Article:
So we watched and we discussed and we debated with friends and with Nikki – who was the only one of us who had real-world experience with autism. And about that time I had lunch with a good friend from work in New York and he gave me the most wonderful advice – I share it with early days parents all the time – and here it is:

There is no danger in an “over diagnosis”. The worst case is the kid gets a lot of extra attention. But the opportunity lost by putting off starting the hard work of helping an ASD kid to thrive is uncountable. That time will never come back. The lost opportunity is immense. So do not fret an ASD diagnosis – it’s better to have to revise the diagnosis than to lose time.

And so we called the local Easter Seals office where they did the ASD diagnosing and coordinate the pre-school age intervention programs. They sent a nice lady who watched Kirby and took notes and some light data and a few days later she came back and said: “Kirby has autism”. And still we pushed to make sure, the “diagnosis” didn’t seem very scientific. So she came back again. No change. I pushed back a bit more. And then she said something that I’ll never forget:

I know this is going to sound unbelievable but I’ve been working with very young autistic kids a long time and I can pretty much just look at a child and tell you if they’re autistic.

She was right, I definitely didn’t like that. I prefer data and baselines and measurements. I’m a software and science kind of guy. Funny thing is, now 11 years later – I can do it too. I can look and I can see autism in people. It’s weird but it’s true. I believe her now. And now I know Nikki could just “see it” too.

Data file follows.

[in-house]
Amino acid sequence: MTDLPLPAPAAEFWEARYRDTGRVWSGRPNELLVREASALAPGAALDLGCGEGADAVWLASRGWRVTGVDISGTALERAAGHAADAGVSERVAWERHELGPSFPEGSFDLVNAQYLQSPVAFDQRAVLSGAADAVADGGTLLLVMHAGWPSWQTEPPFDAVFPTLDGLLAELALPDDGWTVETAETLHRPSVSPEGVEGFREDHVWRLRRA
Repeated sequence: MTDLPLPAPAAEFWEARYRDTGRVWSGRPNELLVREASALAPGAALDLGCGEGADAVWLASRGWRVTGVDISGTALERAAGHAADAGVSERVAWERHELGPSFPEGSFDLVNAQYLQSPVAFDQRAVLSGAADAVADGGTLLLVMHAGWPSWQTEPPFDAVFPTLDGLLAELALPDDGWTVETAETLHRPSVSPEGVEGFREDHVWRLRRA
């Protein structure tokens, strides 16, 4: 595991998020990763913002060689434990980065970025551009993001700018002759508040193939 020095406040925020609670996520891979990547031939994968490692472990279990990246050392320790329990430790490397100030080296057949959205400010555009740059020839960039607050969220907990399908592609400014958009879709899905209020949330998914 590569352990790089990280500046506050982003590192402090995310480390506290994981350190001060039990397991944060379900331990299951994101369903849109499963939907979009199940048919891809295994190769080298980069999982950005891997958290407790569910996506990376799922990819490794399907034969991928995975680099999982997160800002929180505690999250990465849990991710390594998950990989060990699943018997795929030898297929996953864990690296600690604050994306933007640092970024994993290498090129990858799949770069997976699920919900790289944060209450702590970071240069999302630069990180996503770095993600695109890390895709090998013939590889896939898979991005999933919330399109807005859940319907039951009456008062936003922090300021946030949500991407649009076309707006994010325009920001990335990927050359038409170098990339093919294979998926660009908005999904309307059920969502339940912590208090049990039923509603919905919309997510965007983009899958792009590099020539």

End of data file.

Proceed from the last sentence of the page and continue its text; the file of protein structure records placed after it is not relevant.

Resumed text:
We were lucky that Nikki could see it. Kirby’s services and our “intervention” work started at just over 18 months. We had an early ASD diagnosis which meant services were justified right from those early days. That meant less fighting between schools and the State. We learned how to be strong advocates. Nowadays, Kirby keeps coming out of his shell slowly but surely. He keeps learning. He’s physically healthy and happy. So many others have so much more to contend with than we do…

That was our diagnosis day(s). I think we had it pretty good. We were open-minded. We got services. We focused on the future and not the past. We didn’t spend too much time asking “why”. And that’s how we still live.

Autism Village is about extending that attitude to the entire autism community. All of you are now our extended family and friends. We’re not the cause or cure of people. We’re not educators or therapists. We think awareness is nice. We think acceptance is really important…but most of all we want to solve the practical problems that make day-to-day life hard and almost impossible for families dealing with autism and for autistic adults.

We hope that you’ll jump in and come along for the ride: